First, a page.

In use, the outer end of connecting tube 6 is attached to a thoracic catheter (not shown) which, in turn, is inserted in the patient's pleural cavity; the other end of tube is attached to the chest drainage unit so as to communicate with the collection chamber 1. Connecting tube 7, which also communicates with the collection chamber, is connected to a suitable source of suction such as a hospital suction source. When the chest drainage apparatus is turned on, suction is applied through the collection chamber to the patient's pleural cavity. Both liquid and gases sucked from the pleural cavity will enter the collection chamber 1 through connecting tube 6. The liquid, e.g. blood, will drop to the bottom of the chamber, while the gases suctioned from the cavity will travel across the upper portion of the chamber and out through the suction source.
The microcomputer controller receives-inputs from the pressure transducer and the liquid volume sensor. When the pressure in the collection chamber falls below a predetermined threshold which is input into the microcomputer controller prior to operation of the unit, a signal is sent to the solenoid which closes the control valve, thus shutting off the vacuum source. As gases are drawn from the patient's pleural cavity, the pressure in the collection chamber 1 will gradually increase until it exceeds a second predetermined threshold. When this occurs, the control valve is opened, re-establishing communication between the vacuum source and the collection chamber.
The display panel 4 continuously receives input from the microcomputer controller 2 and displays the calculated flow or leakage rate, the vacuum level, the liquid drainage volume in the collection chamber, the time the chest drainage unit was in operation, and the time which elapsed since the last determination of flow rate.
The apparatus of the present invention provides essential advantages over prior art chest drainage apparatus, by enabling the rate of leakage from a patient's pleural cavity to be accurately determined at levels which are very low, near or at zero. This capability is essential in monitoring the healing process in patients having air leaks in their lungs. The apparatus of the present invention also eliminates the need for a high-gain, high-stability disposable amplifier circuit for a direct gas flow sensor and for a disposable mechanical vacuum regulator to be used in connection with the chest drainage apparatus. The following paper examples illustrate how flow rates are determined in the preferred embodiment of the invention. Alternate embodiments of the invention may also be practiced.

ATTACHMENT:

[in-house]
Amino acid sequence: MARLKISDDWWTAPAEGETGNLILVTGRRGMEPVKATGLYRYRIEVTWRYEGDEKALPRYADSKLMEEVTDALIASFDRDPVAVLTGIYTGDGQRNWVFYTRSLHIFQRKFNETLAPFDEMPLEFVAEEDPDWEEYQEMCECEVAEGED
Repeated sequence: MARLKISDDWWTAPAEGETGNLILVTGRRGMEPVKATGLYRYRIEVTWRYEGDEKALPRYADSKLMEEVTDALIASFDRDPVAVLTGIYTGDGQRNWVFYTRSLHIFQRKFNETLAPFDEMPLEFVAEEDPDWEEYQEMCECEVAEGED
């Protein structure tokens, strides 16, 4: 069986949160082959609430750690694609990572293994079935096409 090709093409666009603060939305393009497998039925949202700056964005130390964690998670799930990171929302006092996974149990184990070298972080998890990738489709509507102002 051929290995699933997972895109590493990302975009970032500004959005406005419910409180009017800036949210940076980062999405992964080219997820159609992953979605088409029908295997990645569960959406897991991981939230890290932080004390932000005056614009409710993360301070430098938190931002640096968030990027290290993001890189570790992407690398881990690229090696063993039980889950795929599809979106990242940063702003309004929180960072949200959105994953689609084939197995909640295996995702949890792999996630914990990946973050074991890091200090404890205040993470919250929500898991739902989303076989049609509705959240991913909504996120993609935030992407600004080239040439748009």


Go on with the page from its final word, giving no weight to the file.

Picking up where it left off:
The terms and equations below define the parameters used to calculate flow rate in the following examples.
______________________________________Terms and Equations Units______________________________________VT : total CDU volume = 3000 mlPA : ambient (atmospheric) pressure = 950 cm H2 O absolutePB : suction set point at beginning of cm H2 Ocycle (adjustable) relative to ambientPC : suction set point at completion of cm H2 Ocycle (factory fixed to PB) relative to PBP1 = PA - PB = first threshold pressure cm H2 O absoluteP2 = PA - PB + PC = second threshold cm H2 O absoluteCB : drainage volume at beginning of cycle mlCC : drainage volume at completion of cycle mlV1 = VT - CB = CDU air space at beginning mlof cycleV2 = V1 (PA - PB)/(PA - PB + PC) mlV1 P1 /P2) =theoretical air volume atcompletion of cycleVL = (VT - V2 - CC) P2 / PA = volume of airleaked mlduring cycle, normalized to ambientTC : length of cycle (variable, measured) secRL = 3600 VL /TC = rate of aire leakage ml/hr______________________________________
PA =950 cm H2 O,
PB =25.0 cm H2 O,
PC =(internally regulated at PB -1 cm H2 O)=24 cm H2 O,
CB =0.0 ml,
CC =0.5 ml, and
TC =0.3 sec.
V1 =VT -CB =3,000.0 ml-0 ml=3,000.0 ml
V2 =3000 (950-25)/(950-24)=2996.76 ml
VL =(3000-2996.76-0.5) (950-24)/950=2.671 ml
RL =(3600 sec/hr) (2.67/ml) (0.3 sec)=32046 ml/hr
PA =950 cm H2 O,
PB =25 cm H2 O
PC (internally regulated at PB -1 cm H2 O)=24 cm H2 O
CB =1200 ml
CC =1200.2 ml, and
TC =15 sec
V1 =VT -CB =3000 ml-1200 ml=1800 ml
V2 =1800 (950-25)/(950-24)=1798.06 ml
VL =(3000-1798.06-1200.2) (950-24)/950=1.700 ml
RL =(3600 sec/hr) (1.70 ml)/15 sec=407.9 ml/hr
PA =950 cm H2 O,
PB =25 cm H2 O
PC (internally regulated at PB -1 cm H2 O)=24 cm H2 O
CC =19.59.05, and
TC =350 sec
V1 =VT 31 CB =3000 ml=1050 ml
V2 =1050 (950-25)/(950-24)=1048.87 ml
VL =(3000-1048.87-1950.05) (950-24)/950=1.057 ml
RL =(3600 sec/hr) (1.084 ml)/350 sec=10.9 ml/hr
The pressures referred to in the foregoing description refer to absolute pressure. As is clear to those skilled in the art, the absolute pressures referred to can be easily translated to negative or vacuum pressure commonly referred to where the absolute pressure is lower than ambient air pressure.
|Cited Patent||Filing date||Publication date||Applicant||Title|
|US1885926 *||Jun 24, 1931||Nov 1, 1932||Lewis Harry T||Liquid measuring device|
|US2378849 *||Oct 17, 1941||Jun 19, 1945||Sven Malmstrom||Device for determining the volume of gas or liquid in a receptacle|
|US2381821 *||Dec 4, 1944||Aug 7, 1945||Sven Malmstrom||Device for determining the volume of gas or liquid in receptacles|
|US3363461 *||May 26, 1965||Jan 16, 1968||Peerless Paint & Varnish Corp||Method for measuring flow|
|US3643507 *||Nov 12, 1970||Feb 22, 1972||Combustion Eng||Means for determining flow rate and volume of a flowing fluid mass|
|US3744306 *||Jun 30, 1972||Jul 10, 1973||Krueger R||Method and apparatus for measuring the ullage of a vessel|
|US3773211 *||Jun 1, 1971||Nov 20, 1973||Bridgman H||Uterine aspiration collection bag|
|US3839911 *||Aug 11, 1971||Oct 8, 1974||Halliburton Co||Fluid flow metering method and system|